Home News Business Laois car sales in July show increase though national figure is well...

Laois car sales in July show increase though national figure is well down

New Car Sales Laois

New car sales in Laois were up 5% in July according to figures released this week by SIMI, the Society of the Irish Motor Industry.

While nationally there was a 17.3% decrease on new car sales in July, in Laois that figure was up by 5%.

In total there were 273 new car sales in the county in July, compared to 260 in July of 2021.

The Laois figures are also up on 2019, the last pre-Covid year – with 243 new car sales sold in July of that year.

In the year to date, compared to 2021, the figures are almost identical – with 1,065 new cars registered in Laois in 2021, compared to 1,068 this year. Nationally, there has ben a 3.6% decrease compared to a year ago.

Compared to 2019, there has been a decrease of 11.15% (down from 1,202) in the comparative seven months. Nationally that figure is 17.3%.

The pace of electric car sales continues to increase with 124 electric vehicles (EVs) sold this year already compared to 83 in 2021, 31 in 2020 and 33 in 2019.

“Disappointingly July new car registrations, our second highest sales’ period, are down 17.3% on July 2021,” said Brian Cooke, Director General of SIMI in relation to the national figures.

“This means the new car market is now 4% behind year to date and 17% behind pre-COVID 2019.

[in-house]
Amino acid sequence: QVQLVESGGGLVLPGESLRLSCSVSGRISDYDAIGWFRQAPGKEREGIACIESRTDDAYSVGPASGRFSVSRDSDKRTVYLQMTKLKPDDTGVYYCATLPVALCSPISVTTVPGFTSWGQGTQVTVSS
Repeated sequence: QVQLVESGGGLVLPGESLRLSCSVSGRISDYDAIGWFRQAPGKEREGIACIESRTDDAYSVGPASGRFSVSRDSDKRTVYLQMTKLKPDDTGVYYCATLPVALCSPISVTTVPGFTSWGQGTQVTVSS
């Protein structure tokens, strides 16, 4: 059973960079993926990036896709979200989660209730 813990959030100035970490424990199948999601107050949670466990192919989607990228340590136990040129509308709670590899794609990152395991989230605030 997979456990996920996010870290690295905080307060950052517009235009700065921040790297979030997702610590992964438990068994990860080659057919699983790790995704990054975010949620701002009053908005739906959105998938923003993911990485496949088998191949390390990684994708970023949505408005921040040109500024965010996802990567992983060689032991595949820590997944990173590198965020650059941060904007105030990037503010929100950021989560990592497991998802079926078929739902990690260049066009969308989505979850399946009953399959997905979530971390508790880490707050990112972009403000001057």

“The electric vehicle segment continues to grow, both in quantum and as a proportion of the new car market, with an 80% year on year growth and a market share of 13%.

“While it appears that there is appetite among consumers for both new and used cars, supply issues are hampering overall activity.

“The impact of this is another year of below par performance in the Irish new car market, which results in the Irish car fleet continuing to get older.

“The underlying new car market needs to grow significantly over the next few years if we are to optimise transport emission reductions.

“Government policies must contain the right measures, to support and encourage the change to lower and zero emitting vehicles. Reducing EV supports or increasing taxation will only act as a barrier to change and add to the cost of living.

“In this context, SIMI is asking the Government to continue its support for the EV project by extending EV supports at current levels out to 2025 and to resist any VRT increases in Budget 2023 which will only prove counterproductive and prevent us dealing with the legacy fleet in an effective manner that supports a just transition.”

SEE ALSO – Jeremiah Grant to put on four quality live shows throughout month of August – starting with Electric Dreams this Thursday

Previous articleDonie Brennan: ‘I think we took over Croke Park … let it be a girl or a boy, everybody is going to be inspired by this’
Next articleJeremiah Grant to put on four quality live shows throughout month of August – starting with Electric Dreams this Thursday